Research Update

Scientists Identify Malfunctioning Brain Cells as Potential Target for Alzheimer’s Treatment

Scientists Identify Malfunctioning Brain Cells as Potential Target for Alzheimer's Treatment

For the first time, scientists have identified a rare population of potentially toxic senescent cells in human brains that can serve as a target for a new Alzheimer’s disease treatment.

The study, published in December 2021 in Nature Aging, was co-led by Miranda Orr, PhD, assistant professor of gerontology and geriatric medicine at Wake Forest University School of Medicine and research health scientist at the W.G. Hefner VA Medical Center.

Senescent cells are old, sick cells that cannot properly repair themselves and don’t die off when they should. Instead, they function abnormally and release substances that kill surrounding healthy cells and cause inflammation. Over time, they continue to build up in tissues throughout the body and contribute to the aging process, neurocognitive decline and cancer.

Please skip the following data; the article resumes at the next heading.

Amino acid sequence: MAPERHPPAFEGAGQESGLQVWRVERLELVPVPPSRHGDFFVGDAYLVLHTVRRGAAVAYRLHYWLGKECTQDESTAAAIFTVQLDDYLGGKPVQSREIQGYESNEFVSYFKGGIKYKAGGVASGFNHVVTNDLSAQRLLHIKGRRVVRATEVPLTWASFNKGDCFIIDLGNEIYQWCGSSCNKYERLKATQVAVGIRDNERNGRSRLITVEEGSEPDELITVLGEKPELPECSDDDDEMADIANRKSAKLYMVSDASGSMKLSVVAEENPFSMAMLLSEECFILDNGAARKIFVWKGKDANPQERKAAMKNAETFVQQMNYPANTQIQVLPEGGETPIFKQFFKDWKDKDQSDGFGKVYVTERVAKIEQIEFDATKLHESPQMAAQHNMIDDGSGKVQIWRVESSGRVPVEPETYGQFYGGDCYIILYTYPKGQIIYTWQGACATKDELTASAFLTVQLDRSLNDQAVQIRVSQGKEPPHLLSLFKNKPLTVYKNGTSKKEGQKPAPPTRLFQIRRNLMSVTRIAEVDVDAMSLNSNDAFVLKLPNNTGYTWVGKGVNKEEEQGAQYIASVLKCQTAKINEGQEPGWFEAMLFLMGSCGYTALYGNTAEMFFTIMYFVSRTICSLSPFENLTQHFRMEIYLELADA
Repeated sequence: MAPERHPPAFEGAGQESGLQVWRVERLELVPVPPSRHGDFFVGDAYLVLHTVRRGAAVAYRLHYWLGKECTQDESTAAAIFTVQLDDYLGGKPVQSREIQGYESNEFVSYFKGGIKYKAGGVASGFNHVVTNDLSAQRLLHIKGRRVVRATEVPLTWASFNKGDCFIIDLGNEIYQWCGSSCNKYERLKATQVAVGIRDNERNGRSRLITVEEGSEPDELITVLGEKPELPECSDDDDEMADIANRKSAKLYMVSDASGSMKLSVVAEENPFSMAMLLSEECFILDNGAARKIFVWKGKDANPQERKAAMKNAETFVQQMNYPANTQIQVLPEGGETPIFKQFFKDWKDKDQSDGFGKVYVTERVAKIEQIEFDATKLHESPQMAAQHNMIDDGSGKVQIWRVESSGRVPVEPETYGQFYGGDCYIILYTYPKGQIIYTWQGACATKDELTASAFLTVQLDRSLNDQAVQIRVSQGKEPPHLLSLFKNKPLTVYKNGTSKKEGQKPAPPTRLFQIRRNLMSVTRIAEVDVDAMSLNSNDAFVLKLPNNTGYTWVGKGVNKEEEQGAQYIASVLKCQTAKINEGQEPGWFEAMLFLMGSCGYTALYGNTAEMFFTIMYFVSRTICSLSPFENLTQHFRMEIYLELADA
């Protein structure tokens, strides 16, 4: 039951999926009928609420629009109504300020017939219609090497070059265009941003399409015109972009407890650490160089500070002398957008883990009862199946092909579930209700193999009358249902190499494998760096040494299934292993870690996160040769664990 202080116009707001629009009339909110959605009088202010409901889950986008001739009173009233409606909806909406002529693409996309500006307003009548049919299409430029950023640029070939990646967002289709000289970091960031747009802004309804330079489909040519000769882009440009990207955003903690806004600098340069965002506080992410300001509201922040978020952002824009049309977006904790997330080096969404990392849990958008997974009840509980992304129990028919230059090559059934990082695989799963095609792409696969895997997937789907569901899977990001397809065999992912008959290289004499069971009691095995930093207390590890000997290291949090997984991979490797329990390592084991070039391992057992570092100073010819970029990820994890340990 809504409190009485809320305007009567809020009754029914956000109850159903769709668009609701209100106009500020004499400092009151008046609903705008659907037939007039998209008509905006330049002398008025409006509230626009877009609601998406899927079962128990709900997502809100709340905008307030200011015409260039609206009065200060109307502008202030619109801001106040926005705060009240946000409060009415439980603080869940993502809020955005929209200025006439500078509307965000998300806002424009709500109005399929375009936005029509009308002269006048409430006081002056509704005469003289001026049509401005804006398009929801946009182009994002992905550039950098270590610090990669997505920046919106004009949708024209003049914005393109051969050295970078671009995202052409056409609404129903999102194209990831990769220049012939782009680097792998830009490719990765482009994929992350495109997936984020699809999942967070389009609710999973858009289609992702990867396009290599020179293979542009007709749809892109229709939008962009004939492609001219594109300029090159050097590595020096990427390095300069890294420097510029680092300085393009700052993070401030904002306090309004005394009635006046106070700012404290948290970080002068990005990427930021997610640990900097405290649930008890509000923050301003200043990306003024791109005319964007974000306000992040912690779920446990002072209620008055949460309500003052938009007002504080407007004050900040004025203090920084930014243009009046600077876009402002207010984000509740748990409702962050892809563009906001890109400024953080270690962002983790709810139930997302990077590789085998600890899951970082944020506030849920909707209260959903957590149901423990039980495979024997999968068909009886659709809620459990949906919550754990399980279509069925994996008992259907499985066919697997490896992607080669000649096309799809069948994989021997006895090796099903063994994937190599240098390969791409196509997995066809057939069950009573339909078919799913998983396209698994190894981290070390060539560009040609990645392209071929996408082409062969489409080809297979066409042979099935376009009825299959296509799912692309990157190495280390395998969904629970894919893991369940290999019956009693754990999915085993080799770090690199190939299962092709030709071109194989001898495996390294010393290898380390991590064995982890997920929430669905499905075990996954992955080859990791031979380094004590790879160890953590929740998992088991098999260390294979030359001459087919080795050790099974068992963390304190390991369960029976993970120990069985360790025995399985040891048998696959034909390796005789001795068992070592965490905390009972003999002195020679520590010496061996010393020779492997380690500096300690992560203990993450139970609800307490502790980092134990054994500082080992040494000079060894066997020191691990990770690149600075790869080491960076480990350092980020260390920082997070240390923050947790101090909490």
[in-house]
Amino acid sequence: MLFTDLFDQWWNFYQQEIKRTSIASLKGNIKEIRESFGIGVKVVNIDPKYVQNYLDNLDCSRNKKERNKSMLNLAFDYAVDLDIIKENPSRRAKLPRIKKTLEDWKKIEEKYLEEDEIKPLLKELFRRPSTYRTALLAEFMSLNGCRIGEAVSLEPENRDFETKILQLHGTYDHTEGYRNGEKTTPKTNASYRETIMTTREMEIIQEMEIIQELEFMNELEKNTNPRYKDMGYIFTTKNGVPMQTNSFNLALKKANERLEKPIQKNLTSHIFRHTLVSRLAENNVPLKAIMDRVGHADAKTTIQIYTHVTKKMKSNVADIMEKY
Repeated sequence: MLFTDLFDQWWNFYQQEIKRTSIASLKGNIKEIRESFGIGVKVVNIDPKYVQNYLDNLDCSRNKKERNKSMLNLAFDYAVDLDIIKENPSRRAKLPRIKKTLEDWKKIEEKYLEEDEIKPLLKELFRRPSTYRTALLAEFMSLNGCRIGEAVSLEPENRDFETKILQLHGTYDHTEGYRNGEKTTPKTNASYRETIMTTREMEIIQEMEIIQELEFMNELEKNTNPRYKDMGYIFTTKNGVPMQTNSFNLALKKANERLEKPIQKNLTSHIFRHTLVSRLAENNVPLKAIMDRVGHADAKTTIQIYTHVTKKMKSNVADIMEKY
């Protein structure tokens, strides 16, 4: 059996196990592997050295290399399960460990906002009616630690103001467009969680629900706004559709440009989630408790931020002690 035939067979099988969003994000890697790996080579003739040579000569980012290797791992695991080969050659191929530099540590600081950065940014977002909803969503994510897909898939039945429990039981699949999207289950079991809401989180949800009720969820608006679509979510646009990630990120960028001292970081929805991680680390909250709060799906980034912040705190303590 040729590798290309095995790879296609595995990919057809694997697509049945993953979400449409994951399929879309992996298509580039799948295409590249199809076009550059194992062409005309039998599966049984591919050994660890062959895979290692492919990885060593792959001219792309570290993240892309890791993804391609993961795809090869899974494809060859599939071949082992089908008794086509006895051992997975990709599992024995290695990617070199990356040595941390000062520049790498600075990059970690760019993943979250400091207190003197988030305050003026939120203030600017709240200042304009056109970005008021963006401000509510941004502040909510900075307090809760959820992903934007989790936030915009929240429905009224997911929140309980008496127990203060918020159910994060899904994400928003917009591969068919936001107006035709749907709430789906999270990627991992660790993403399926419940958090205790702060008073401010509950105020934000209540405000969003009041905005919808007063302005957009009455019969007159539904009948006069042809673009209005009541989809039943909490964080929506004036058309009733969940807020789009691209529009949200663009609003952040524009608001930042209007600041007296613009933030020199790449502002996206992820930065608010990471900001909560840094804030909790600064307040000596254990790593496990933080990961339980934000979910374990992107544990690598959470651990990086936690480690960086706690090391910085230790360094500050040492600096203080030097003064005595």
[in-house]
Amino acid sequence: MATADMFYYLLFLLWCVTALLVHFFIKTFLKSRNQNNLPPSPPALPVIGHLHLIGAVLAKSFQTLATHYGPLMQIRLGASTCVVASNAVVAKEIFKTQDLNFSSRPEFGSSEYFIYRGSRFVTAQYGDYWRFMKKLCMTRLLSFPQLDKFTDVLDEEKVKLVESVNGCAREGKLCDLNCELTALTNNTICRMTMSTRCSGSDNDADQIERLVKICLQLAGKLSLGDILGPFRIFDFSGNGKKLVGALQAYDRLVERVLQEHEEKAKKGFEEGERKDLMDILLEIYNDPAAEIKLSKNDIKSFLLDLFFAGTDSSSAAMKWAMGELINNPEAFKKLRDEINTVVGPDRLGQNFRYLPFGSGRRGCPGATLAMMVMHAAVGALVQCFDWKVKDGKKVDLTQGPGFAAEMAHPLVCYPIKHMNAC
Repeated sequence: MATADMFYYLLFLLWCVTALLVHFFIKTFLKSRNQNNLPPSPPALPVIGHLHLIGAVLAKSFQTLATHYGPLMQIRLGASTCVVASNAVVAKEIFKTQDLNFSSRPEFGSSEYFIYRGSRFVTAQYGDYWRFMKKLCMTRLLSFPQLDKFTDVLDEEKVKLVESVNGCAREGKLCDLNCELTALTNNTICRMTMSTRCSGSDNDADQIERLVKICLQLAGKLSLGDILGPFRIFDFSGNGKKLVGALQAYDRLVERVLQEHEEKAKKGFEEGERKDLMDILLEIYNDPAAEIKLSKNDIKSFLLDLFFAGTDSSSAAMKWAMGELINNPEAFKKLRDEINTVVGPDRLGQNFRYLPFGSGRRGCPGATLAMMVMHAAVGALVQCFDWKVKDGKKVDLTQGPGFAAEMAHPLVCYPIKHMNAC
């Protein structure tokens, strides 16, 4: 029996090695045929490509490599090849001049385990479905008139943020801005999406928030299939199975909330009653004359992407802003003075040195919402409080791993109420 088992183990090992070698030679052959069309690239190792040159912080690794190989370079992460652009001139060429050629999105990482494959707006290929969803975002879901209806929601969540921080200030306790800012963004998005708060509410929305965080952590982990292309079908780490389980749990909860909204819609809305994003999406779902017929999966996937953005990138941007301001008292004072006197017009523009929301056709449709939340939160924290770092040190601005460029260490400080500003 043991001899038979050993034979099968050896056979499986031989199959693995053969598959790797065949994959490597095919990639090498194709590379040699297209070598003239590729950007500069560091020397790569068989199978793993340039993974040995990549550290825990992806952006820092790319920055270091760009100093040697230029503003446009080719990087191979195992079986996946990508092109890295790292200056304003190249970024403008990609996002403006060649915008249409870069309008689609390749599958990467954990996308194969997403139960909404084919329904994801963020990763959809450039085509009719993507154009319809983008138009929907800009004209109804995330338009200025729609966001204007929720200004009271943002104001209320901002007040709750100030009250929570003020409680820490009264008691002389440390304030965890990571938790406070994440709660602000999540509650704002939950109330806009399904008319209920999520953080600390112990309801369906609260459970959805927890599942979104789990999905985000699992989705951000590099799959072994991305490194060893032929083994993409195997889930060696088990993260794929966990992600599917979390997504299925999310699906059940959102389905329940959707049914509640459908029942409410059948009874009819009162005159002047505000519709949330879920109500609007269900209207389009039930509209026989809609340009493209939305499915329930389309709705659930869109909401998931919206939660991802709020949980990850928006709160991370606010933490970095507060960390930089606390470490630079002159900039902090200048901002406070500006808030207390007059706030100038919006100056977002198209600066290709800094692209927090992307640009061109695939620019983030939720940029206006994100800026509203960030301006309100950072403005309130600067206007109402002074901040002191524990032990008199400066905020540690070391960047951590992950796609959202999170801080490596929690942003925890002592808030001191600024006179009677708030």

Orr is in the process of launching a $3 million, Phase 2 clinical trial funded by the Alzheimer’s Drug Discovery Foundation (ADDF) to test the effects of clearing senescent cells in older adults with mild cognitive impairment or early stage Alzheimer’s. The intervention, which was discovered by Orr’s collaborators at the Mayo Clinic, consists of administering a repurposed U.S. Food and Drug Administration-approved drug designed to clear cancer cells in combination with a flavonoid, a plant-derived antioxidant.

“Dr. Orr’s innovative research stands out as an exciting new way to target one of the many underlying factors that contribute to Alzheimer’s disease,” said Howard Fillit, MD, founding executive director and chief science officer of the ADDF.

“Dr. Orr and her team are paving the way in senolytics research for Alzheimer’s disease, opening up a new target for potential treatments. This is especially exciting for the field as we now know we will need drugs that work against the many underlying biological processes that go wrong as we age – like the buildup of toxic senescent cells – that contribute to Alzheimer’s disease.”